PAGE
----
After completing our six-day road trip down the east coast of Australia, we were pretty exhausted from the logistics of moving from one city to another every one to two days. We were relieved when we arrived to settle in Sydney, Australia and to enjoy our week stay in the capital of New South Wales. But to our surprise, and complete disappointment, we arrived just in time for an incredibly blustery and rainy day. After two days of non-stop rain, we asked our host if it was normal for Sydney to experience the amount of precipitation that fell in a short span of time and questioned if the city experienced flood damage.
It wasn’t until we discovered that this wasn’t a fluke; we arrived in the middle of the Sydney Storm of 2016. Not only did the rain put a damper on our plans but the entire city was under threat due to landslides, extreme property damage and unstable building foundations. It was horrific! We saw devastated bridges and roads and waterfront houses that collapsed into the ocean like sandcastles on the edge of the shore. It was bad. Our hearts went out to the people and families that were affected. Due to the relentless rain throughout the day and overnight, we were bound to our accommodations for three days. We tried to make the most of it by visiting the Icebergs Pool on Bondi Beach but it was a bit of a disappointment considering the property damage and clean up so we just hung out for a bit in the sauna since we made the trek all the way from Newtown.
Here’s a picturesque photo of the Bondi Iceberg pools that attract many tourists:
Compared to what Iceberg pools looked like when we visited:
On the last day of our stay in Australia, the rain finally let up which gave us 24 hours to explore the city before our departure flight. Determined to make the best out of our trip, we decided to put our tourist hat on to visit as many touristy places that we could. Here’s a quick snippet of what we managed to fit into our day or else our friends wouldn’t believe that we visited in the first place!
Sydney Opera House
The Sydney Opera House is by far the most iconic architecture in Sydney which makes it a perfect backdrop for an Instagram selfie. The multi-venue site is a performing arts center that is home to 1,500 annual performances per year. While it is attended by a little over 1.2 million per year, we must admit, at a close inspection the building could use a fresh coat of paint. But don’t worry, from a distance your photos will look superb with the large spherical shells highlighted against the skyline.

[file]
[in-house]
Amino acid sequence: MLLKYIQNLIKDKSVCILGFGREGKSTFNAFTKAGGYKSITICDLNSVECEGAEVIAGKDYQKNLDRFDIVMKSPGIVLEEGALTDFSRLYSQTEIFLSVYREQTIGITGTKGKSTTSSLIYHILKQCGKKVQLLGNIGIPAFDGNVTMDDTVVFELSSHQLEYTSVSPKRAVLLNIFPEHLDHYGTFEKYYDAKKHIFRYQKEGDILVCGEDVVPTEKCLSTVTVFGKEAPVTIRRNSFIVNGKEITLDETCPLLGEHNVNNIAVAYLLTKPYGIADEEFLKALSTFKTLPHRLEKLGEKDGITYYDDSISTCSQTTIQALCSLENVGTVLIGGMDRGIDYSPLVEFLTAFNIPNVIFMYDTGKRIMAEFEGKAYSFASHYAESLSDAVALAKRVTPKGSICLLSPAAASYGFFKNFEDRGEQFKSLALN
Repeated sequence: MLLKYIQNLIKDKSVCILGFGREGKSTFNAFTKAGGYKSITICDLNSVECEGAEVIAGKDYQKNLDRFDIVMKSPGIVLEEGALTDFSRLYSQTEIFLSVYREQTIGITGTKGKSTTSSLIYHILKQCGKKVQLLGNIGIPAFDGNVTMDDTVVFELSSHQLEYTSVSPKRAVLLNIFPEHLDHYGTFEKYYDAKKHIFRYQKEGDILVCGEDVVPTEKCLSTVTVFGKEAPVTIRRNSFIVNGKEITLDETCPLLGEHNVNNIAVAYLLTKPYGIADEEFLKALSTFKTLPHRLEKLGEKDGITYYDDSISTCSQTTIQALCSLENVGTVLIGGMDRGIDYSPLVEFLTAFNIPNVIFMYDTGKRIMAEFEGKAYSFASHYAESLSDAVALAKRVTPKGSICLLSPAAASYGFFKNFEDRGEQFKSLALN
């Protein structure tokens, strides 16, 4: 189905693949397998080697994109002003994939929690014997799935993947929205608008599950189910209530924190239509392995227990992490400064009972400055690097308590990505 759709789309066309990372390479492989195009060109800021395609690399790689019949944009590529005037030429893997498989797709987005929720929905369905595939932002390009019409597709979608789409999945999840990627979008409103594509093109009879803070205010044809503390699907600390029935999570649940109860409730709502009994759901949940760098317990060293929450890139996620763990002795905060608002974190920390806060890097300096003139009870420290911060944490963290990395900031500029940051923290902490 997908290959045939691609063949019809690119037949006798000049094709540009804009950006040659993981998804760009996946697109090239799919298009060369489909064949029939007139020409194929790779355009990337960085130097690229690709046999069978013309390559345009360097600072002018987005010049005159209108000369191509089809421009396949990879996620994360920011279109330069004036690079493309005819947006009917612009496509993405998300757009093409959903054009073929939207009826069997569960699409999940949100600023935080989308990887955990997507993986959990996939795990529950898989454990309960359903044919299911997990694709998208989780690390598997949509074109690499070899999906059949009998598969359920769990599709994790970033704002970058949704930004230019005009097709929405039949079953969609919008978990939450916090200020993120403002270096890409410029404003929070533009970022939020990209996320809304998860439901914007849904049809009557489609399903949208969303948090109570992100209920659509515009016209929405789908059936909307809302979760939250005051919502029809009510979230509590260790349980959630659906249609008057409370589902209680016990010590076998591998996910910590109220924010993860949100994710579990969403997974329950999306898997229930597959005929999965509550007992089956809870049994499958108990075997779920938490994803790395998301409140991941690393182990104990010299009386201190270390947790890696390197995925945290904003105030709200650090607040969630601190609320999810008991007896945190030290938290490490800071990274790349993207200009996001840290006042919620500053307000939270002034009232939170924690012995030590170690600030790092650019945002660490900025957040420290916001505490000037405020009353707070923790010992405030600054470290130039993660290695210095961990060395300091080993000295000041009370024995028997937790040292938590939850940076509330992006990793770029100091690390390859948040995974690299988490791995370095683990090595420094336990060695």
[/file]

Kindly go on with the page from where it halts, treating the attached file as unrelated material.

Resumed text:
Sydney Habour Bridge
Directly across the way is the Habour Bridge that is a stone’s throw from the Opera House. The steel arch transports pedestrians and motor vehicles to allow people to walk or drive across. At night, the bridge looks amazing with the reflections off of the water. The area is pretty nice for walking along the shoreline with a loved one.
Royal Botanic Gardens
Gardens in the middle of an urban area make the perfect oasis from the congestion of city. The Royal Botanic Gardens is open every day of the year and access is free. The lush gardens offer various walking paths that will direct you to garden exhibits within the park or onward to a different part of the city. It’s a nice way to cut through the city to avoid the street traffic.
The Rocks Market, West Field and Pitt Street
Due to our restricted timeframe in lieu of catching our flight, we used the last few hours to scope the shopping scene, especially since Sydney has been making a name for itself in the fashion industry since hosting Mercedes-Benz Fashion Week Australia. While the Rocks Market is a low-key, relaxed setting to score unique vintage pieces, the high-end glam can be found at West Field Sydney and Pitt Street with a number of brand name labels.
Strand Arcade and Queen Victoria Building
For those looking to experience an imperial atmosphere start with Strand Arcade, a Victorian-style shopping arcade with gilded accents throughout the baroque architecture before visiting the Queen Victoria Building, an elaborate Romanesque décor shopping center filled with fine vendors. Even if shopping plans aren’t on the itinerary its worth viewing the ornate structures.
Australia seems like a great country and we encourage others to experience it for themselves. Due to the weather, we have very mixed views about our experience in Australia. Over a one month period, it rained like crazy from Melbourne, down the coast from Cairns to Byron Bay and followed us to Sydney (and it wasn’t even the wet season!) although we were grateful for the reprieve in Brisbane. If it weren’t for the connections that we made and the people that made it so special, the whole trip may have been a wash!
Have you visited any of these places before? If which places were your favorites?!
If enjoyed this article, please share or pin this post using the share buttons below!